You heard that chia seeds are a superfood full of protein, omega-3s, fiber, and other important nutrients. And you’ve seen countless people put them into smoothies. So you decide to give it a try, and throw a spoonful into the blender with your normal smoothie ingredients.
It tastes good at first, but within a few minutes it starts congealing into a thick blob that’s impossible to sip. You try to finish it because you hate wasting food and your stomach’s rumbling, but each slimy chunk sliding down your throat makes you want to vomit. So you throw it out (does this go down the drain or in the trash??) and vow never to put chia seeds in a smoothie again.
Not so fast! Follow these tricks and never have a chia smoothie fail again.
- Bloom before blend.
When you add chia seeds to liquid, they gel up. So when you add dry chia seeds to a smoothie, it gels up. But if you “bloom” the seeds first, you won’t have this problem. Mix 1 part chia seeds to 4 parts water and let sit for at least 10 minutes until liquid is absorbed. Then combine with your other smoothie ingredients and blend well. I usually bloom my seeds before going to bed so I can make my smoothie first thing in the morning to take to work with me. You can also make a bigger batch of bloomed chia seeds and keep them in the fridge for up to a week.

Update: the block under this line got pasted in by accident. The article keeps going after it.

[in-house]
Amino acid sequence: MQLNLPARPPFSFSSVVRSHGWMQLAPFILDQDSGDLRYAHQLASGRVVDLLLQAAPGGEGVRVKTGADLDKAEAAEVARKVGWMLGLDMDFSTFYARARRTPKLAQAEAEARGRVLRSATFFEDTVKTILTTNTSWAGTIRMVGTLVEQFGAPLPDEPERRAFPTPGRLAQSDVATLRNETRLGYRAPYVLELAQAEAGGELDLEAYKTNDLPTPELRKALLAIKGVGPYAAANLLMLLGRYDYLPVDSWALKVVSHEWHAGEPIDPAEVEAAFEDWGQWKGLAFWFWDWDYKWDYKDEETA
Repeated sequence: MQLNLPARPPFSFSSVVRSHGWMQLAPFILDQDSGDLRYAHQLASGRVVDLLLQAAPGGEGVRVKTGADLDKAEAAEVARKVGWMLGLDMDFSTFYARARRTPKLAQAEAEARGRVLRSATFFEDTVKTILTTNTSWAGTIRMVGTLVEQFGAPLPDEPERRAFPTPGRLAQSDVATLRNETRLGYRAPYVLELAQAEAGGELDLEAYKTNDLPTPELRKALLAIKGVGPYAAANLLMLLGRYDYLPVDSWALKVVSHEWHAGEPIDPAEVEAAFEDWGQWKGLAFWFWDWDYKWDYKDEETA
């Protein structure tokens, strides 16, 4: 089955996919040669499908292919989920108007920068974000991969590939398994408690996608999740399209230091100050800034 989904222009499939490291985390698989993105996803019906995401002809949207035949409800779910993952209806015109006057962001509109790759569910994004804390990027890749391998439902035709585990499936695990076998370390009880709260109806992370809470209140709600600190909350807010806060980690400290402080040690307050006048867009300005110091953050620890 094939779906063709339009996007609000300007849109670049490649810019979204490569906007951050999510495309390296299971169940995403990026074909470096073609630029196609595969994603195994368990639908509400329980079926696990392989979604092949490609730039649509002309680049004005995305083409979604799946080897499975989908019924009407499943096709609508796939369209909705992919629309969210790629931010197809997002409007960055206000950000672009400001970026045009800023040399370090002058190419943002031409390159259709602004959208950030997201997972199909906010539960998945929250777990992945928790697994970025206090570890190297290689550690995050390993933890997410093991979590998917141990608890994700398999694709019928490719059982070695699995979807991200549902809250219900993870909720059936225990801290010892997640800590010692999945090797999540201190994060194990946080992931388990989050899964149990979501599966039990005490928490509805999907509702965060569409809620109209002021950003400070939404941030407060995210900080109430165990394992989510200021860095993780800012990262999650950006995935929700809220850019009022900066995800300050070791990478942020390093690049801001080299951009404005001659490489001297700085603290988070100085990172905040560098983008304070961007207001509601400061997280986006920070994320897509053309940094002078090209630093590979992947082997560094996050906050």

- Don’t overdo it.
Only add about 1 tablespoon of chia seeds (measured before blooming) to your smoothie.
- Beware the grit.
Even after gelling up, chia seeds still have a bit of crunch to them. Be aware that your smoothie may be a little more gritty than usual, unless you’re using a Vitamix. I find chia seeds work best in smoothies that have a thicker consistency, because the textures don’t clash as much.
My go-to morning smoothie (pictured) consists of:
- Frozen mixed fruit from Aldi (super cheap AND hella convenient)
- Baby greens (spinach and/or kale)
- Chopped ginger root
- A sprinkle of cinnamon and ground fennel seeds
- Chia seeds (when I get around to blooming them)